Emerging patterns of cardiac conduction in the chick embryo: Waveform analysis with photodiode array-based optical imaging

Authors

  • Florence Rothenberg,

    1. Heart & Vascular Research Center, MetroHealth Campus, Case Western Reserve University, Cleveland, Ohio
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  • Michiko Watanabe,

    Corresponding author
    1. Division of Pediatric Cardiology, Department of Pediatrics, Rainbow Babies & Children's Hospital, Case Western Reserve University, Cleveland, Ohio
    • Department of Pediatrics, Case Western Reserve University, School of Medicine, RB&C Hospital, 11100 Euclid Avenue, Cleveland, OH 44106-6011
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  • Benjamin Eloff,

    1. Heart & Vascular Research Center, MetroHealth Campus, Case Western Reserve University, Cleveland, Ohio
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  • David Rosenbaum

    1. Heart & Vascular Research Center, MetroHealth Campus, Case Western Reserve University, Cleveland, Ohio
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Abstract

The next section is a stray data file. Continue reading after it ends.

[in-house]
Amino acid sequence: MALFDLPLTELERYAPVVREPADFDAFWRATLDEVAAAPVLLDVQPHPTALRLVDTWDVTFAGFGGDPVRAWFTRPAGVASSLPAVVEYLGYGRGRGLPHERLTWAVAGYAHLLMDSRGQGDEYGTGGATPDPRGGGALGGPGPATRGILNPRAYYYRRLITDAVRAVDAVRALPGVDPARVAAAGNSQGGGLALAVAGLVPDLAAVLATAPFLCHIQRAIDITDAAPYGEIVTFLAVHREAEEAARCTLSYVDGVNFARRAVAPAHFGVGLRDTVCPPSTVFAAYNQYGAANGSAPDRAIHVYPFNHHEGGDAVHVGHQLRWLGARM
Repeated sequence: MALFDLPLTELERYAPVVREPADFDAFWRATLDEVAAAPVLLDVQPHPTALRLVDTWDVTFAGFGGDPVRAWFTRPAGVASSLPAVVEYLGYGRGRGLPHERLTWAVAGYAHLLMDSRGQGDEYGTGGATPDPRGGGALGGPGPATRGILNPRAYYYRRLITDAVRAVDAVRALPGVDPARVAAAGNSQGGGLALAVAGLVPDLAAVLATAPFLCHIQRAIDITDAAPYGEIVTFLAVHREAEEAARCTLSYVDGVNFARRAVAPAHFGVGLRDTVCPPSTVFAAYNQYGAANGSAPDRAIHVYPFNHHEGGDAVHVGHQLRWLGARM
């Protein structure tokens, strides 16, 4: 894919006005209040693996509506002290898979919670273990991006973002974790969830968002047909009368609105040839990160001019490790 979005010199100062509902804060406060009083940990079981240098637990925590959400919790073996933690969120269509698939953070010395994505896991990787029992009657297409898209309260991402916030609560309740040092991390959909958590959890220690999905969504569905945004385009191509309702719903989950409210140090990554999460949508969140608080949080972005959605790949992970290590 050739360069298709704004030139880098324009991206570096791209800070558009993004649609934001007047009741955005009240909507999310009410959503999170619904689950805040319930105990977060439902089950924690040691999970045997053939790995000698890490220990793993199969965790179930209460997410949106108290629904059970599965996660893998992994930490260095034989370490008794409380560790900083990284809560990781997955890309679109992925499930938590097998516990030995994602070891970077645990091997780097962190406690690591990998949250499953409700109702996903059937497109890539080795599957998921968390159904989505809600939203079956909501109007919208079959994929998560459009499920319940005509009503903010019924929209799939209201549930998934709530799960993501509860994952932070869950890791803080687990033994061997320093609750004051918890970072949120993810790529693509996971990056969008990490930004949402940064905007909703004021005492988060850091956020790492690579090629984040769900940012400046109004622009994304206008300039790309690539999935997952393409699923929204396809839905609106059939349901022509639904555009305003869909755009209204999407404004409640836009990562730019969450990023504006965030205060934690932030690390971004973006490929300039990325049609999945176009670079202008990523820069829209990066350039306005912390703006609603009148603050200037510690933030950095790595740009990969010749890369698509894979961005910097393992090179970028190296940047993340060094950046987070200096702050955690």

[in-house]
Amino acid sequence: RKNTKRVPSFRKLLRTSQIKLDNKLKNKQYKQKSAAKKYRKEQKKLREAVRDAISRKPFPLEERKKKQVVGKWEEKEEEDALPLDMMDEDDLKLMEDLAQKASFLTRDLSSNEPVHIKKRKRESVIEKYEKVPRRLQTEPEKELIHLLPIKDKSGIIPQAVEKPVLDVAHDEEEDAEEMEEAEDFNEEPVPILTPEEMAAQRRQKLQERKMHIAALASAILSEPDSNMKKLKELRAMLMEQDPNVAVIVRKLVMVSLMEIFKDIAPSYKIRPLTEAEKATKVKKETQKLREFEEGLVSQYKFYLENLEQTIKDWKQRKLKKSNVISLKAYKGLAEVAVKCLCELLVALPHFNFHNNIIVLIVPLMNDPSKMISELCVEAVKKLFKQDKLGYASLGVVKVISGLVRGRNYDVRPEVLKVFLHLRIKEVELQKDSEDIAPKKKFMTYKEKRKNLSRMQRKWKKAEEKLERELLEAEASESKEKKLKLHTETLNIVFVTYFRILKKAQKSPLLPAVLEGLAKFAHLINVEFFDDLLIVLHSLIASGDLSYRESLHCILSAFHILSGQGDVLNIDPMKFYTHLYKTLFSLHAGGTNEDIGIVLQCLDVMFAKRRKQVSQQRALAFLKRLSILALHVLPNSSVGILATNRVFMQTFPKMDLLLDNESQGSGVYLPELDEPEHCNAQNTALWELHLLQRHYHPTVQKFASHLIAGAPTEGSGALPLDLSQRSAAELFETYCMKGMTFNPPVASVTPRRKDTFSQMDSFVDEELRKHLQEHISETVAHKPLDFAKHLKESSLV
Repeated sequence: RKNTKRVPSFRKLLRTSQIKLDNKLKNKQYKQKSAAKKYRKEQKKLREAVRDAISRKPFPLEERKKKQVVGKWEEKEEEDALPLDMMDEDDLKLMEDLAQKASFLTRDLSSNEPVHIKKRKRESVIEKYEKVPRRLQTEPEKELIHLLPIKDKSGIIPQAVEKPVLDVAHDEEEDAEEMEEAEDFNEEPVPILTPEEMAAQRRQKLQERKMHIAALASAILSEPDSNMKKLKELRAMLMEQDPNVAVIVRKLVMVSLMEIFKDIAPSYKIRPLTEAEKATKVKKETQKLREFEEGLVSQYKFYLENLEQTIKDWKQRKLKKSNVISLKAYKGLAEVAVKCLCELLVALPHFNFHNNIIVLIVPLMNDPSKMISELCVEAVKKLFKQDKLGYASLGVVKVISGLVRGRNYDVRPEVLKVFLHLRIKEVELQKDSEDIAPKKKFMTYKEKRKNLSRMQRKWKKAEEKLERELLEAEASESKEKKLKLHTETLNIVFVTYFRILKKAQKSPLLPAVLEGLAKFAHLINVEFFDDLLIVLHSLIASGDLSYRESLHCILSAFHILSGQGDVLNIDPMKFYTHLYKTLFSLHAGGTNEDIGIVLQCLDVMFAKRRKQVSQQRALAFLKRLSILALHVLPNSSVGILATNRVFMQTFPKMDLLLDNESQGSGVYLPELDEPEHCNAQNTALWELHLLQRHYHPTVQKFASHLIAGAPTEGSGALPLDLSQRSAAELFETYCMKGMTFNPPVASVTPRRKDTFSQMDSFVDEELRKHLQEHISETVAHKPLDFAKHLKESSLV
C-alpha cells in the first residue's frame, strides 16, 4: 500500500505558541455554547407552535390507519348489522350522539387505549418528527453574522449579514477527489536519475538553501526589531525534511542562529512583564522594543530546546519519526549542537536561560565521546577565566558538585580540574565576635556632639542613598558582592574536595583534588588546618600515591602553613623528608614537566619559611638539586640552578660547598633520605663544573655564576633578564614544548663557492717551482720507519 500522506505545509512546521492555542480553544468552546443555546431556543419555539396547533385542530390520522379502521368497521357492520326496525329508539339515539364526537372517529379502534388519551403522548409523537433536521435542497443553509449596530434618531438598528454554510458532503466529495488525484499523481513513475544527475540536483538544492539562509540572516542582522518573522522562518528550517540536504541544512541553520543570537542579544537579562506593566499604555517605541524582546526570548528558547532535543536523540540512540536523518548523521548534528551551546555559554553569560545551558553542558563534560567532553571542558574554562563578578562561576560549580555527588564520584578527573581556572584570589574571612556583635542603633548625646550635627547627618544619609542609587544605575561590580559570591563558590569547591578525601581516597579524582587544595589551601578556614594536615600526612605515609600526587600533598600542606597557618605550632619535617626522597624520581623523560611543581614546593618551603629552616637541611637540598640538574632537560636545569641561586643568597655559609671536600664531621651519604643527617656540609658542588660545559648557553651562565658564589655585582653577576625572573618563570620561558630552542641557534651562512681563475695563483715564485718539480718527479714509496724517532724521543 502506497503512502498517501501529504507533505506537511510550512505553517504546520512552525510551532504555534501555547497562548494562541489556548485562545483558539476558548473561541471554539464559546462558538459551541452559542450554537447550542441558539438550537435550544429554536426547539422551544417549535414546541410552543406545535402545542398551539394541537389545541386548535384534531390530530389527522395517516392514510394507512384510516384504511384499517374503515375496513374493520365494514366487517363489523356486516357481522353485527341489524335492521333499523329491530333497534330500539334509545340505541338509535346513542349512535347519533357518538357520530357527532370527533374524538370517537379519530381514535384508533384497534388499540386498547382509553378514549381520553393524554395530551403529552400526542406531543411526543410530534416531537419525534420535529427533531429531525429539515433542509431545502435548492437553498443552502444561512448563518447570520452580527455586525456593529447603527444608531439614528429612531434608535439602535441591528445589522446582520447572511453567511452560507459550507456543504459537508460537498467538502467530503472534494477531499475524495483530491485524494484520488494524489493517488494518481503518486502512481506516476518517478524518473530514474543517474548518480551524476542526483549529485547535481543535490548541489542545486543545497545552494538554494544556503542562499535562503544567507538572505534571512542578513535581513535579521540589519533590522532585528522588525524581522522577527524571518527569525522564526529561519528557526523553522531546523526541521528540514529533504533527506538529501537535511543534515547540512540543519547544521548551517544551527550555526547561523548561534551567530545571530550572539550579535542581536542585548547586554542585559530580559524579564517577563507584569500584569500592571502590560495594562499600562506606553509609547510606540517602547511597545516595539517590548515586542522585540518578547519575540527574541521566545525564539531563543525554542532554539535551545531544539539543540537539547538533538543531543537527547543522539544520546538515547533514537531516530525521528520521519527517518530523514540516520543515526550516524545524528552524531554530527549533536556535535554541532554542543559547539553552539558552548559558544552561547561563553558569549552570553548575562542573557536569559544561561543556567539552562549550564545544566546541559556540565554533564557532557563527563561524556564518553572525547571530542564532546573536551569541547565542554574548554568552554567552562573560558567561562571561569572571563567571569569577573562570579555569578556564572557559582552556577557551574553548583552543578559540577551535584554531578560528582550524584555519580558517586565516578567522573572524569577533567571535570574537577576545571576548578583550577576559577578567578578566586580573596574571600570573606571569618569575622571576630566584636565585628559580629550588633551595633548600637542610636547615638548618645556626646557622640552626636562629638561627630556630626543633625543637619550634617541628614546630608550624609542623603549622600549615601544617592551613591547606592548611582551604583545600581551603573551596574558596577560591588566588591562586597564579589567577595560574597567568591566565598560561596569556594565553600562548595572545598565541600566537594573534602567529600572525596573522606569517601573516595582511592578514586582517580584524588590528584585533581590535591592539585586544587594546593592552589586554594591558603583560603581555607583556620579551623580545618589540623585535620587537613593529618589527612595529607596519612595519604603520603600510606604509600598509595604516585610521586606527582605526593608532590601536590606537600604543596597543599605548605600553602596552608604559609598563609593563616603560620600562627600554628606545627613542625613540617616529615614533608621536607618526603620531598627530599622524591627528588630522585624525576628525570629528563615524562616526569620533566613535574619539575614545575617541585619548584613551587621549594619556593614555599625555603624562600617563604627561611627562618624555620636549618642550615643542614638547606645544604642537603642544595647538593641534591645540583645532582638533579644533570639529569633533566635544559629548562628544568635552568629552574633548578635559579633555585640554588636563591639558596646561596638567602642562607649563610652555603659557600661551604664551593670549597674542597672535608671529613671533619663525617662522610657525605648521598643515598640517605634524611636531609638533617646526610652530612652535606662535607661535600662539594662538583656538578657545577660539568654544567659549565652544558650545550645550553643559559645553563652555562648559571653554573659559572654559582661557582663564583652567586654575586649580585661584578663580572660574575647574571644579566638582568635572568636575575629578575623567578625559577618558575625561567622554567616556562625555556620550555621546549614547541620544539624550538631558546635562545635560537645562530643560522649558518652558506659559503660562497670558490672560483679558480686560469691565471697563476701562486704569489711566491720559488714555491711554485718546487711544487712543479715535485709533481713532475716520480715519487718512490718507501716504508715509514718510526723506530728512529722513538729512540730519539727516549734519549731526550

Major difficulties investigating the developing cardiac conduction system stem from that the embryonic heart is extremely small (< 2 mm) and cardiac activation is relatively rapid (< 8 msec). The objective of this study was to investigate the electrophysiology of the embryonic chick cardiac conduction system at periseptation stages with a photodiode array-based detection method of optical mapping capable of high spatial and temporal resolution. Previous work indicated that, in chicken embryos, a switch occurs in ventricular activation pattern from immature base-to-apex to mature apex-to-base pattern at the time of ventricular septation. It was our aim to map activation in more detail to identify the active pathway or pathways of atrioventricular conduction at these particular stages. Analysis of preseptated hearts (n = 10) showed that the latest atrial activation took place just above the site of the earliest ventricular activation at the ventral left ventricular base. Analysis of postseptated hearts (n = 11) showed apex-to-base conduction consistent with activation through the maturing His–Purkinje system. Evaluation of hearts during septation revealed a gradual transition of ventricular activation patterns rather than an abrupt “switch.” External pacing of preseptated hearts revealed significant slowing of interventricular conduction compared with spontaneous beats (spontaneous, 61.7 cm/sec ± 9 cm/sec vs. paced, 36.5 cm/sec ± 10 cm/sec). The more detailed mapping revealed that, before septation, the pattern of activation of the ventricular myocardium is consistent with direct atrial–ventricular myocardial connections at the left lateral atrioventricular junction; however, functional evidence for a preferential conduction pathway within the ventricles was present before septation. Developmental Dynamics 233:456–465, 2005. © 2005 Wiley-Liss, Inc.

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